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Hepatology. 2019 Aug 29. doi: 10.1002/hep.30918. [Epub ahead of print]

A Bile Duct-on-a-Chip With Organ-Level Functions.

Du Y1,2, Khandekar G1,2, Llewellyn J1,2, Polacheck W3,4,5, Chen CS4,6,2, Wells RG1,7,8,2.

Author information

1
Division of Gastroenterology, Department of Medicine, Perelman School of Medicine at the University of Pennsylvania, Philadelphia, PA.
2
Center for Engineering MechanoBiology, The University of Pennsylvania, Philadelphia, PA.
3
The Wyss Institute for Biologically Inspired Engineering, Harvard University, Boston, MA.
4
The Biological Design Center and Department of Biomedical Engineering, Boston University, Boston, MA.
5
Joint Department of Biomedical Engineering, University of North Carolina at Chapel Hill and North Carolina State University, Chapel Hill, NC.
6
Tissue Microfabrication Laboratory, Department of Biomedical Engineering, Boston University, Boston, MA.
7
Department of Bioengineering, School of Engineering and Applied Sciences, The University of Pennsylvania, Philadelphia, PA.
8
Department of Pathology and Laboratory Medicine, Perelman School of Medicine at the University of Pennsylvania, Philadelphia, PA.

Abstract

BACKGROUND AND AIMS:

Chronic cholestatic liver diseases, such as primary biliary cholangitis (PBC) and primary sclerosing cholangitis (PSC), are frequently associated with damage to the barrier function of the biliary epithelium. Here, we report on a bile duct-on-a-chip that phenocopies not only the tubular architecture of the bile duct in three dimensions, but also its barrier functions.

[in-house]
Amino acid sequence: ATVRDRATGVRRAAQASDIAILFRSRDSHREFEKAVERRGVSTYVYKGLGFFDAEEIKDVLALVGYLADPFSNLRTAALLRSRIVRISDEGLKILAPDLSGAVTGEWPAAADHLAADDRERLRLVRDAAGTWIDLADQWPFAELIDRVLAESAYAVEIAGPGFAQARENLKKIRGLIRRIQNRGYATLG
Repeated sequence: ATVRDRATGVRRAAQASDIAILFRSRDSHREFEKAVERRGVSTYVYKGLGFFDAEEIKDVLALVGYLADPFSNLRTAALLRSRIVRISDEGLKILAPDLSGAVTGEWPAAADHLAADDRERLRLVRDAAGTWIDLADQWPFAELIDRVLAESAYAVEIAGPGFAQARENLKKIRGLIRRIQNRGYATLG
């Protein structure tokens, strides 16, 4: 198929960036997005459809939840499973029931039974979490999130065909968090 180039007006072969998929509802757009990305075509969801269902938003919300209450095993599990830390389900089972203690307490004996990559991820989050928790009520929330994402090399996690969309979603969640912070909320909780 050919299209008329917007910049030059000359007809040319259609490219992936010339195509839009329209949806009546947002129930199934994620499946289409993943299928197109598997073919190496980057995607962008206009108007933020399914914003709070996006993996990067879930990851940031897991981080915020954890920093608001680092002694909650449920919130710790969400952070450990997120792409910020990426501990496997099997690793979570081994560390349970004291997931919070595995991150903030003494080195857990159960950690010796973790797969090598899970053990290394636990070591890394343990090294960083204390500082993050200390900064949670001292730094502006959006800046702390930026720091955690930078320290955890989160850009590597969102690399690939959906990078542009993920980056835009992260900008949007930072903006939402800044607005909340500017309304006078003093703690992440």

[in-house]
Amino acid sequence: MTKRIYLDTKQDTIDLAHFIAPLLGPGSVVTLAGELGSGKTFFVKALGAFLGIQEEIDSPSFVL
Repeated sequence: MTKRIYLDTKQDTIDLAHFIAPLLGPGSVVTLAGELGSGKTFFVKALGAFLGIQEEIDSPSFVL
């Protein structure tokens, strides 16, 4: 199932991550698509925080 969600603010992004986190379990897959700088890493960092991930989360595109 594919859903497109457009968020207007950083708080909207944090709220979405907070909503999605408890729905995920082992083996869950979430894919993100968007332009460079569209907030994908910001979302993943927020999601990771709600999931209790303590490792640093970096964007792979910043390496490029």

APPROACH AND RESULTS:

We showed that mouse cholangiocytes in the channel of the device became polarized and formed mature tight junctions, that the permeability of the cholangiocyte monolayer was comparable to ex vivo measurements, and that cholangiocytes in the device were mechanosensitive (as demonstrated by changes in calcium flux under applied luminal flow). Permeability decreased significantly when cells formed a compact monolayer with cell densities comparable to those observed in vivo. This device enabled independent access to the apical and basolateral surfaces of the cholangiocyte channel, allowing proof-of-concept toxicity studies with the biliary toxin, biliatresone, and the bile acid, glycochenodeoxycholic acid. The cholangiocyte basolateral side was more vulnerable than the apical side to treatment with either agent, suggesting a protective adaptation of the apical surface that is normally exposed to bile. Further studies revealed a protective role of the cholangiocyte apical glycocalyx, wherein disruption of the glycocalyx with neuraminidase increased the permeability of the cholangiocyte monolayer after treatment with glycochenodeoxycholic acid.

CONCLUSIONS:

This bile duct-on-a-chip captured essential features of a simplified bile duct in structure and organ-level functions and represents an in vitro platform to study the pathophysiology of the bile duct using cholangiocytes from a variety of sources.

PMID:
31465556
PMCID:
PMC7048662
[Available on 2021-02-28]
DOI:
10.1002/hep.30918

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